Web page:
Solving the ten thousand year problem

While writing a short story today, I started thinking about an issue that I discovered last year. The story is set in the far future, where the dissemination of knowledge has changed so vastly that the idea of a printed page is absurd. I’ll be publishing it in the coming hours. But, as I was writing it, I started thinking about how much our culture and language will change in the next ten thousand or so years, let alone over the next hundred thousand years. That reminded me of an interesting thing I read last year – “Ten Thousand Years”.

Out in the New Mexico desert, stands a government building with a single task – to permanently store nuclear waste from the US’ various nuclear power plants, for at least the next ten thousand years. The date is so chosen because supposedly, thinking beyond that time frame is too mind-boggling to consider. It has nothing to do with Jeff Bezos’ Long Now Foundation, which is building a ten thousand year clock, thought it might as well, because both ideas are equally interesting and convoluted.

Now, one of the issues that the Waste Isolation Pilot Plant (WIPP) in New Mexico is facing is that of language. Since the last ten thousand years, so much has changed in humanity, that the idea that the same language, the same symbols, and the same myths that protect us today will remain even then, is a non-sequitur. English is constantly fighting to be the language of choice while Spanish, French and Chinese are growing their user base. Symbols such as the skull-and-bones are adapted, first by real-life pirates and then by digital pirates to change their meaning completely, transforming something that indicates danger to something indicating excitement and even fun. Even myths change and long-loved black cats are suddenly considered evil and the number 13 bounces around as something lucky, then not.

Thus, assuming that a sign board at the gates of the WIPP, written in English and a battery of other languages, along with ten different types of warning symbols, should be enough to deter people from entering the premises, is foolish. This is one of the smaller issues that the WIPP is facing.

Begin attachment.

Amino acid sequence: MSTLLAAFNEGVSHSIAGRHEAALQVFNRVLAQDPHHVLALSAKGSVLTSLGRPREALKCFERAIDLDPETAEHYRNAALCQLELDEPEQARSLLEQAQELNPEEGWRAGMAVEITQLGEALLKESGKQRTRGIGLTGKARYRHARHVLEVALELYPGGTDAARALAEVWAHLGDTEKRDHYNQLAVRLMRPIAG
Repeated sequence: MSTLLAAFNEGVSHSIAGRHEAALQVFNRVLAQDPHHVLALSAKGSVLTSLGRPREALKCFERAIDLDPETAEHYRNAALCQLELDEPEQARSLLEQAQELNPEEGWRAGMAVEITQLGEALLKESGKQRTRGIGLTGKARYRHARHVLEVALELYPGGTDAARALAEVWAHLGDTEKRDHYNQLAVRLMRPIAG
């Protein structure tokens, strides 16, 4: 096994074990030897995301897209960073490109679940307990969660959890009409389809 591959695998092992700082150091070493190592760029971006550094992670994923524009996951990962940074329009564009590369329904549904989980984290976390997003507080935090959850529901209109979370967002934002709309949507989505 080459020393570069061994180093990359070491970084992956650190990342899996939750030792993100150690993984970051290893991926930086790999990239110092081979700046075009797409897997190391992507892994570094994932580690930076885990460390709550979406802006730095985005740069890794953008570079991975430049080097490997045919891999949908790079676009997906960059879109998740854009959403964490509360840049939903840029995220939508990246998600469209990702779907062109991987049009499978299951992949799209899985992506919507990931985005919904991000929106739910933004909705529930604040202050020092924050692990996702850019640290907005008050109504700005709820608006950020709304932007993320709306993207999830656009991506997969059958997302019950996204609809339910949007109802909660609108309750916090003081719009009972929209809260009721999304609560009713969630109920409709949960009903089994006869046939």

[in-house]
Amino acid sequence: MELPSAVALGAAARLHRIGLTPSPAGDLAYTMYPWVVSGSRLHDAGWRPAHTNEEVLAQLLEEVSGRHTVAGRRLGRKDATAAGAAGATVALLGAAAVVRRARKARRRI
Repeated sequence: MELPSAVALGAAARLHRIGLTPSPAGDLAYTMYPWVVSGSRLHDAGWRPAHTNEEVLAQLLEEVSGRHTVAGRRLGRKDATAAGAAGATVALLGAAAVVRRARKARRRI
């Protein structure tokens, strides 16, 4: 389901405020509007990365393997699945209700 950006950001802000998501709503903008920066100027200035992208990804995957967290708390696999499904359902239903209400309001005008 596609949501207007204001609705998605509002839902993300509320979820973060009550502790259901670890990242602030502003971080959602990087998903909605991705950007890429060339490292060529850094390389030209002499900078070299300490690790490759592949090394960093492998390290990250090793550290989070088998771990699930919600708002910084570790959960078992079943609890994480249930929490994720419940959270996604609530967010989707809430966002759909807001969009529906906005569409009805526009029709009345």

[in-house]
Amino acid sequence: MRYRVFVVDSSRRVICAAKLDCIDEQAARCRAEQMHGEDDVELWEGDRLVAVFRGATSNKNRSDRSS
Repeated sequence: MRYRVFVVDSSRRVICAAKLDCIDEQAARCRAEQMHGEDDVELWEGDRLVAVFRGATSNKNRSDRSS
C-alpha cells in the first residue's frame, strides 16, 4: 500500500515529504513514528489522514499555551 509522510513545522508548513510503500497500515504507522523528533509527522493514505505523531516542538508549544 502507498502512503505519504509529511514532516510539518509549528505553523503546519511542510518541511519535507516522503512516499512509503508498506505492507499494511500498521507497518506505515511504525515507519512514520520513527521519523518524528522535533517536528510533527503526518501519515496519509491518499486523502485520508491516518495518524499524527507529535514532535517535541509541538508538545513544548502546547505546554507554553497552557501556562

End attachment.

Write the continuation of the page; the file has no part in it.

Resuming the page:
So what’s the solution? While I was pondering on the course of the story, I realized that the answer would have to be a mixture of ingenuity and technology. This is how I believe the problem can be solved –

We need to build a system that’s not just fault-tolerant and self-healing, but also intelligent enough to learn about it’s surroundings. While it may seem enough to place a settlement of scientists nearby who would constantly watch over the plant, recruit future employees and ensure the safety of the rest of the land, humans have a distinct habit of dying, moving away, letting emotions come in the way of logic and duty, and overall being bad protectors of the environment. So, the solution would be to build a system that can be initially supported by humans but must eventually stand on it’s own feet. This Gatekeeper would not just prevent people from walking into the compound, but also learn new languages, understand symbols and changing economics and governmental systems and ensure that no one disturbs the deathly sanctity of the place it protects. It would be able to access the Internet and learn of new technologies to replace it’s old ones. It would learn languages and add them to it’s database, essentially creating a bookmark of human history as it goes about it’s business of preventing nuclear waste from getting out of this burial place. This would have to be a highly fault tolerant system, able to quickly analyse any potential issue such as maintenance, earthquakes, failing parts and changing technologies in order to ensure its continued service. I think only if we are able to build such a powerful system can we promise ourselves that such a dangerous material can be protected over the next ten thousand years.

Or, we could just drop it into a volcano and hope that thing eats it all up.